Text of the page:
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Gene Haas is planning to field an unchanged line-up for his Formula 1 team in 2018, believing it to be “a given” that Romain Grosjean and Kevin Magnussen will continue beyond the end of the season.

NASCAR team co-owner Haas took his eponymous F1 operation onto the grid in 2016, pairing Grosjean with Esteban Gutierrez.

While Grosjean scored a fifth-place finish in Haas F1 Team’s second race and picked up 29 points across the course of the season, Gutierrez failed to record a single top-10 result.

The Mexican was replaced by Magnussen for 2017, with the Dane taking 11 points through the first 10 races of the season.

Despite the fluidity of the driver market for 2018, Haas revealed in an interview with the official F1 website that the team is planning to race with Grosjean and Magnussen together once again next year.

“We will run with the same drivers that we have this year again next year. That is a given,” Haas said.

“And given the other continuity aspects, we should be better racers next season.”

Haas had been tipped to take on a Ferrari junior such as Antonio Giovinazzi or Charles Leclerc for 2018 given its technical ties to the Italian marque.

Grosjean is understood to be a target for Renault should it miss out on re-signing Fernando Alonso, while Magnussen penned a multi-year deal upon arrival at Haas at the start of the season.

Reflecting on Magnussen’s contribution, Haas believes the team has benefitted from his greater race performance that has allowed it to match its debut season points total in just 10 races in 2017.

“Esteban was a good driver. He was as fast as Romain in practice, but I think that Kevin has an edge in terms of race experience,” Haas said.

“He can score points and that was the key for bringing him on board. Kevin can grab points and Romain can too.

“We now have 29 points. Last year around this time we also had 29 points, but did not score for the rest of the season.

“So now if we can score another 29 points by Abu Dhabi, that would be a great position.”

Grosjean leads Haas into Austria Q3 as suspension issue costs Magnussen

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Romain Grosjean led Haas’ charge during qualifying for the Austrian Grand Prix on Saturday as a suspension issue cost Kevin Magnussen a chance to match his teammate’s Q3 run.

Grosjean finished just half a second behind Red Bull’s Max Verstappen to take seventh on the grid for Haas and score his best qualifying result since the opening race of the year in Australia.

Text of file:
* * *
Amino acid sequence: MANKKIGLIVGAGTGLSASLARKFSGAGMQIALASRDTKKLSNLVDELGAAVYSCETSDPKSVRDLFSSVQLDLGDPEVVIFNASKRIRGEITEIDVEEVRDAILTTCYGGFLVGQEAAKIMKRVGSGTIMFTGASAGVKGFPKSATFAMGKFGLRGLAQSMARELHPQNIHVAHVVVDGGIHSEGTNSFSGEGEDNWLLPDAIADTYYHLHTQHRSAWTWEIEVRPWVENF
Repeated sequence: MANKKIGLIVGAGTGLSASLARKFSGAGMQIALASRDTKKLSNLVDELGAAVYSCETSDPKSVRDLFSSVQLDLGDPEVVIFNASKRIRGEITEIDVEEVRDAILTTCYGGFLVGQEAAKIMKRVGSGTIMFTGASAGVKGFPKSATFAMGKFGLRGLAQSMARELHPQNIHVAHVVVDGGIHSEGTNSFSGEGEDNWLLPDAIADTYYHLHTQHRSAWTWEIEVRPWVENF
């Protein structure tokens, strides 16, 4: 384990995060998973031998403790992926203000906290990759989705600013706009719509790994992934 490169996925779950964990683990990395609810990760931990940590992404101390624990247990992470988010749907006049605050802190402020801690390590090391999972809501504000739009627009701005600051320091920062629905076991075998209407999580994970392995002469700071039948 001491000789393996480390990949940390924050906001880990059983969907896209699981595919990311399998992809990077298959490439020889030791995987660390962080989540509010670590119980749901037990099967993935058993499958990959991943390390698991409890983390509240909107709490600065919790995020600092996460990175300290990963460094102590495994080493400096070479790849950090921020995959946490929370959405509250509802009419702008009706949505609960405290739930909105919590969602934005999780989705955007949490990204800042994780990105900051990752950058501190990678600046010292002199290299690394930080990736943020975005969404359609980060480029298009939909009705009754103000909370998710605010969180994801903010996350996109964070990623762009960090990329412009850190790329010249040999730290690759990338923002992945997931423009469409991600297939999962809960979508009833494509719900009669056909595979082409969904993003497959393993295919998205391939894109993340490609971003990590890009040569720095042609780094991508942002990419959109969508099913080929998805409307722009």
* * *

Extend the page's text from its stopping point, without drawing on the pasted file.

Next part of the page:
The Frenchman was forced to stop his car on-track at the end of Q3 due to an electrical issue, inadvertently preventing his rivals from going any faster and shuffling him down the order.

After struggling for much of the season with recurring brake problems, the result offered Grosjean a boost as he bids to add to his points haul on Sunday.

“We’ve been quick all weekend, Kevin and I. We’ve both been pretty happy with the car,” Grosjean said.

“Unfortunately, Kevin had the suspension issue in Q1, otherwise I think he would’ve been up there with us. Inbetween Q1 and Q2 we found some performance. We had good grip in the car. I think we just lost an electric connection on the car at the end. I’m hoping it’s nothing more serious than that.

“It’s a long race tomorrow. It’s going to be tough on the brakes, tough on the engine and tough physically. It’s the second time this year though, after Melbourne, where I feel the tires are working well and I can really enjoy myself and push the car to the limit.”

Magnussen suffered a suspension failure during Q1 when running over the kerbs at Turn 3, and while his time was still good enough to get into Q2, he could take no part, resigning him to 15th in the final standings.

“We were looking good, so it’s really frustrating not getting the whole qualifying. It’s really unfortunate to break the rear suspension,” Magnussen said.

“It’s just bad luck. I think we could’ve gone on to Q3 today and had a really good chance of points tomorrow. Now it looks more difficult.

“We had been performing well all weekend. We had good pace and were in the top-10. I’m gutted not to get anything out of it.”

The Austrian Grand Prix is live on CNBC and the NBC Sports app from 7:30am ET on Sunday.